As far as states with the oldest populations go, Pennsylvania hovers near the top, depending on which statistical report you read. Along with an ever-growing elderly demographic comes more instances of seniors being abused or cheated out of money.
Local community leaders and officials from the state Department of Aging organized a seminar on elder justice Thursday at the Senior Activities Center on Main Street in downtown Johns-town. More than 400 people registered, according to M. Veil Griffith, director of the Cambria County Area Agency on Aging. She said the prime focus was to educate the elderly and their families on the growing issue.
“The whole purpose is really to let the seniors know about the scams, the financial exploitation, the things they need to watch out for and what they can do, who they can call,” she said.
According to Denise Getgen, who heads the consumer protection division of the state aging department, more than 18,400 claims of elderly abuse were reported for the 2012-13 fiscal year. Of those, 74 percent were investigated by elder abuse task forces, with 40 percent of the investigations – more than 5,000 – turning up some evidence of abuse.
Getgen said financial exploitation is the fastest growing type of abuse in the state, just behind family or caregiver neglect.
“We’re an aging state, so there’s a lot of self-neglect,” she said. “For instance, two older adults have been married for a long time (and) they can’t take care of themselves anymore or each other. So the No. 1 is the neglect – self-neglect and caregiver neglect, where people don’t get the care and services that they need and deserve.
“Next is financial exploitation,” she said, adding that it’s quickly becoming the most concerning elder injustice. “It really becomes a public health problem because if I steal all your money and you need something like longterm care in a facility – the taxpayer’s paying for that.”
Ron Costen, of the Pennsylvania Institute of Protective Services at Temple University-Harrisburg, is one of the founders of the seminar series.
“The (majority of the) assets that banks and other financial institutions hold are owned by older people,” he said. “The thieves know that. The children know that. The caregivers know that.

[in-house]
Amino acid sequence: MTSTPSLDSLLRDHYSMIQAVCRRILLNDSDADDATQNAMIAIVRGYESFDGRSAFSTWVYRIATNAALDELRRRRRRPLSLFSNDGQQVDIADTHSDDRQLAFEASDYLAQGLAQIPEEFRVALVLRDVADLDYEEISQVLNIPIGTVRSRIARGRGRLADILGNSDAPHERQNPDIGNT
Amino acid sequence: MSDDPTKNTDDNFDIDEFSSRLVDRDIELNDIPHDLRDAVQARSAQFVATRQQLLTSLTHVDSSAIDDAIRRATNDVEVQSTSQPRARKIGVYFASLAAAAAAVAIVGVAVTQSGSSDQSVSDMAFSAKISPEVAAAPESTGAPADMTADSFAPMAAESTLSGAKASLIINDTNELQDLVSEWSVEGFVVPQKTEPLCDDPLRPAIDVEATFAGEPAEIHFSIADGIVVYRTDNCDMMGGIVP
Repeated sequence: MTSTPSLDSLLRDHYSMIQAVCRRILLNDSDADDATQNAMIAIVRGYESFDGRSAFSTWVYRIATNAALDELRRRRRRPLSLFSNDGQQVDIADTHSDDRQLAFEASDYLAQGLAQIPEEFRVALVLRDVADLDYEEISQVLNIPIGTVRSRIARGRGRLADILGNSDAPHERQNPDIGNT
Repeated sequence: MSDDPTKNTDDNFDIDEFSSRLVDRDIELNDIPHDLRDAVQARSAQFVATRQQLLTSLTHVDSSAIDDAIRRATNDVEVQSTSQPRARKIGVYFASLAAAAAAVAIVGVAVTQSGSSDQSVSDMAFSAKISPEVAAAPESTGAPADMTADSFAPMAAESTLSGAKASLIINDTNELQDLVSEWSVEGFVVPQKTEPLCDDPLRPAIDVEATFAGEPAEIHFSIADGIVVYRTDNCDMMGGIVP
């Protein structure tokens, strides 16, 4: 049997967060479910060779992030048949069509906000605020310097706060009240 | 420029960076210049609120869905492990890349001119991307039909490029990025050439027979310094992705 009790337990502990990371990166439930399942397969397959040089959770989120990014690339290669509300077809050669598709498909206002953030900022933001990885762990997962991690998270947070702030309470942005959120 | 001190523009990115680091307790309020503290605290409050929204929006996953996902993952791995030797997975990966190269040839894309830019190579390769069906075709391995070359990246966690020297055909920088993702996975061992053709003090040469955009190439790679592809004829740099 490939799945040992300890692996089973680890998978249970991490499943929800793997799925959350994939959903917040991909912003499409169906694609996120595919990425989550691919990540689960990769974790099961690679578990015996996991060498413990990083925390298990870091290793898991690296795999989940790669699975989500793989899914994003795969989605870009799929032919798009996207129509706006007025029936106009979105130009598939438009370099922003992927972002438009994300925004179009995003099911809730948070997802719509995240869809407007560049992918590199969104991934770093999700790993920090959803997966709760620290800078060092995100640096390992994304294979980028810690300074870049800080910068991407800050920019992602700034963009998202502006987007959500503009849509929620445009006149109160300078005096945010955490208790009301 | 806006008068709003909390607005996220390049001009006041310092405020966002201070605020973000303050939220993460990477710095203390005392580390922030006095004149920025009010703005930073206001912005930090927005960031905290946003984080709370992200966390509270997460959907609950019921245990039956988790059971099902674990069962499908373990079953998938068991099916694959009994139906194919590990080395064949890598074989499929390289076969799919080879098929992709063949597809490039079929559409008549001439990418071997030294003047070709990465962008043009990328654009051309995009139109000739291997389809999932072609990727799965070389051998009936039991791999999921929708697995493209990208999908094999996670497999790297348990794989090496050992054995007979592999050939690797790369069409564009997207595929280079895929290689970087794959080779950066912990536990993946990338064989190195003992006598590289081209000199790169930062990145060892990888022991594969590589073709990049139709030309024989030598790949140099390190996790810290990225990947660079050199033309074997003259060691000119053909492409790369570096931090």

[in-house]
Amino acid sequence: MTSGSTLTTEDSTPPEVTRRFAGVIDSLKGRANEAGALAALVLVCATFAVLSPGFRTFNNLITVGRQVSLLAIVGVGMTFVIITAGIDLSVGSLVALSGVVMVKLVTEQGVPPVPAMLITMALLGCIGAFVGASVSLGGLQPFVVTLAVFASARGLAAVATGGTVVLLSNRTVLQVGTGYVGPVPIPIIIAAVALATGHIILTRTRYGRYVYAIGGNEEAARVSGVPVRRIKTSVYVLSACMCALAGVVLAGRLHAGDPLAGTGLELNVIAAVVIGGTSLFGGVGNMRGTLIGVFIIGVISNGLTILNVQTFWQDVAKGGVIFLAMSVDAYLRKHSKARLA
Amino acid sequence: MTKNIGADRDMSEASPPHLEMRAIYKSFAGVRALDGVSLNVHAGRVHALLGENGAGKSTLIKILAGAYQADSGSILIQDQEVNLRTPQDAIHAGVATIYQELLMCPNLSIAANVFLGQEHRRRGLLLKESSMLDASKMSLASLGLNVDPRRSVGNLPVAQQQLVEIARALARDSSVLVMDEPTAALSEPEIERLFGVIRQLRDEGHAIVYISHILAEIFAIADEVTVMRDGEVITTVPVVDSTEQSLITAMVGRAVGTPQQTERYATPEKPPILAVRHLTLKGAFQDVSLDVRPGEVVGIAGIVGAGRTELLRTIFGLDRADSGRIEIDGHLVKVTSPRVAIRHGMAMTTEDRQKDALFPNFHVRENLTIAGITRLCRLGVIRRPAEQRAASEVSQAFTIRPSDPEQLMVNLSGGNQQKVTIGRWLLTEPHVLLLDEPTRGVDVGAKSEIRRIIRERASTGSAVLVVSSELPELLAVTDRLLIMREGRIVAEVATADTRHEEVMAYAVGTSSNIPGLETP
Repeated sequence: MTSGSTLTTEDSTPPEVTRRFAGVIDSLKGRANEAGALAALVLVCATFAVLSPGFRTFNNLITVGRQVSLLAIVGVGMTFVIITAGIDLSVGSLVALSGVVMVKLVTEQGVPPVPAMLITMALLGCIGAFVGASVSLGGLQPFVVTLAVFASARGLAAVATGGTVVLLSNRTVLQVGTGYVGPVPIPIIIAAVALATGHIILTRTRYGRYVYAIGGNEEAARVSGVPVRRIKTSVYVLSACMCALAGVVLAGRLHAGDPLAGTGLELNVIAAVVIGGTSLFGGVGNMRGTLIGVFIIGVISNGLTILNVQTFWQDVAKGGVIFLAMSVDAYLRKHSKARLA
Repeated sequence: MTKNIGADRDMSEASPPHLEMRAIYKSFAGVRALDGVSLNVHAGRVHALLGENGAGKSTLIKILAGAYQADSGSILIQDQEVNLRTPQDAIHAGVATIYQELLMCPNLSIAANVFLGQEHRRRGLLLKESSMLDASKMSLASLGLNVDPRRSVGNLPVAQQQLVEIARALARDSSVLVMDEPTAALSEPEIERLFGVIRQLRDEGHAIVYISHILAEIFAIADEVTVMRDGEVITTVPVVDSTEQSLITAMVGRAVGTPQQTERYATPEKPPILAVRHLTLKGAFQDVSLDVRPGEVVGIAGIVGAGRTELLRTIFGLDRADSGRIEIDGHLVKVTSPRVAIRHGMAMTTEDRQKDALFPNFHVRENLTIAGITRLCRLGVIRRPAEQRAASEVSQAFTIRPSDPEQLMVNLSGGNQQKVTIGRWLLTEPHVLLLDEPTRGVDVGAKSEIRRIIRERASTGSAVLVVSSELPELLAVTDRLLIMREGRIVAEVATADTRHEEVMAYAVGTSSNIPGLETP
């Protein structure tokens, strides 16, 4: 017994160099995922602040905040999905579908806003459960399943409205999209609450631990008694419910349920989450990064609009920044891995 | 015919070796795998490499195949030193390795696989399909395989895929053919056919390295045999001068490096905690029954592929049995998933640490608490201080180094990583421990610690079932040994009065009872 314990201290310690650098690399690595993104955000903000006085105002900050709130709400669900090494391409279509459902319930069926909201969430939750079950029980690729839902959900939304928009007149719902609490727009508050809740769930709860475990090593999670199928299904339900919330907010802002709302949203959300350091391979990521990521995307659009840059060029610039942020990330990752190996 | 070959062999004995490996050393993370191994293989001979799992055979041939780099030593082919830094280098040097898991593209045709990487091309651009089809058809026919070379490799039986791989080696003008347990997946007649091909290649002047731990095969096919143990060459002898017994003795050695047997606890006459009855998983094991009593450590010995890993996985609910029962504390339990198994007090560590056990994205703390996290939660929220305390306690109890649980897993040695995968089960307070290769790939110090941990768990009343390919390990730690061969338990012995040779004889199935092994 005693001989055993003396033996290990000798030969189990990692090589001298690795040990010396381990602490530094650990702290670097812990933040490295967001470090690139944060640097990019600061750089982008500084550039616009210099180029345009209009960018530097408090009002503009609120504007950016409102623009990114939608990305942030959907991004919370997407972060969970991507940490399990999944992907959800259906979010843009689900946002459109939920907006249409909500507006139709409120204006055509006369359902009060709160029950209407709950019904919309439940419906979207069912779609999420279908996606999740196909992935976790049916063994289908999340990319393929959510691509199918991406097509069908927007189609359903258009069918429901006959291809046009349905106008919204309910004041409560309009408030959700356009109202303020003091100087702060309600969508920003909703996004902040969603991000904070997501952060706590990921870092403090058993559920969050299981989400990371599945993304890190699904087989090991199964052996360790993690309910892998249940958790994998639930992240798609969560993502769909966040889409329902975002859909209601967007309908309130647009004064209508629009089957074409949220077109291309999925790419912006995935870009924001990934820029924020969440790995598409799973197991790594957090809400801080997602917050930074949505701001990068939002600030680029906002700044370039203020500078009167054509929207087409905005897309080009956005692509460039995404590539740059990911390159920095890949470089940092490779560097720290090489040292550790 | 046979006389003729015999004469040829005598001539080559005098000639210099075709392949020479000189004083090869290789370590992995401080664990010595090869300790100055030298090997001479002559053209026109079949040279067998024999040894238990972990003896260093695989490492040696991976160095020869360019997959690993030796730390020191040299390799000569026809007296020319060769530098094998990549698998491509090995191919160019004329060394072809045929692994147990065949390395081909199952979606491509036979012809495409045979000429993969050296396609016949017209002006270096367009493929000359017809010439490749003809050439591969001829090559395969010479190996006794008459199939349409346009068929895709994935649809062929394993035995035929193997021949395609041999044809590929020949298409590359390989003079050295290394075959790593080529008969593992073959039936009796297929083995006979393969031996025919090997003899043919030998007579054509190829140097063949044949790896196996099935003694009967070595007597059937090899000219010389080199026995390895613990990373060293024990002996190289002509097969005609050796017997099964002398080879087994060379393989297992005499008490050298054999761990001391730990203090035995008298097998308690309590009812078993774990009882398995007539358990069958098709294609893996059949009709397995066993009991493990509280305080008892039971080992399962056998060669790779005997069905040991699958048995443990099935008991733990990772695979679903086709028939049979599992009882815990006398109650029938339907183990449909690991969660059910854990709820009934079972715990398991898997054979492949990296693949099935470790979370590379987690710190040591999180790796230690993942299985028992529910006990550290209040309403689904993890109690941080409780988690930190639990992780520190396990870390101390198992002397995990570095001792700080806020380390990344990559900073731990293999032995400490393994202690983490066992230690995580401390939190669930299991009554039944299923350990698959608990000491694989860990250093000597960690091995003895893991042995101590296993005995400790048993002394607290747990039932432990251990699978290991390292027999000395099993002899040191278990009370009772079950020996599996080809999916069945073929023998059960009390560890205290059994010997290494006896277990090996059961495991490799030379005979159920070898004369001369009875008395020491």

“So, they target the older adults and try to find ways to get them to part – willingly or unwillingly – with their funds.”
During a presentation by AmeriServ Financial representatives, it was mentioned that around 80 percent of depositors are older than 60. When speaking on the principles of elder justice, Costen said it’s important to make sure legal barriers are in place to preserve the rights and assets of the elderly, like power of attorney. He said the “vast majority” of elderly victimizers – around 60 percent to 80 percent – are family members.
Griffith said much of the abuse may go unreported.
“In many cases, they don’t even know that they’re being stolen from,” she said. “Because it’s the ‘trusted’ person. It’s the ‘trusted’ son or daughter. It’s the ‘trusted’ caregiver. It might be the ‘trusted’ accountant or even attorney. It’s somebody who they trust.”
The Thursday seminar was the first of its kind for the area, Griffith said. But one solution has been developing for about 10 years, Costen said: Elder abuse task forces commissioned by the state aging department for abuse education, prevention and outreach.
Getgen said there are 40 such units across the state, at each agency branch, and they have been growing in popularity as the state ages. Those who suspect that an elder is being taken advantage of can call a hotline at 800-490-8505 to report the incident, which will be investigated.
Getgen said she saw signs of familiarity with scammers or thieves in the audience Thursday.
“It was clear to me that many of the people that were here have been either directly impacted – like someone’s soliciting them or trying to scam them – or they know someone, because the heads were nodding,” she said.
Costen said the Johnstown seminar had the largest attendance of any he’s attended, and he’s been to all of them.
The group will hold a symposium for clergy members at Moxham Lutheran Church today from 8:30 to 10 a.m. to educate them on signs of elder abuse and how to refer cases to the Area Agency on Aging.
Another elder justice seminar will be held Tuesday in Indiana County. For more information, call 724-349-4500.
Justin Dennis is a multimedia reporter for The Tribune-Democrat. Follow him on Twitter at @justindennis.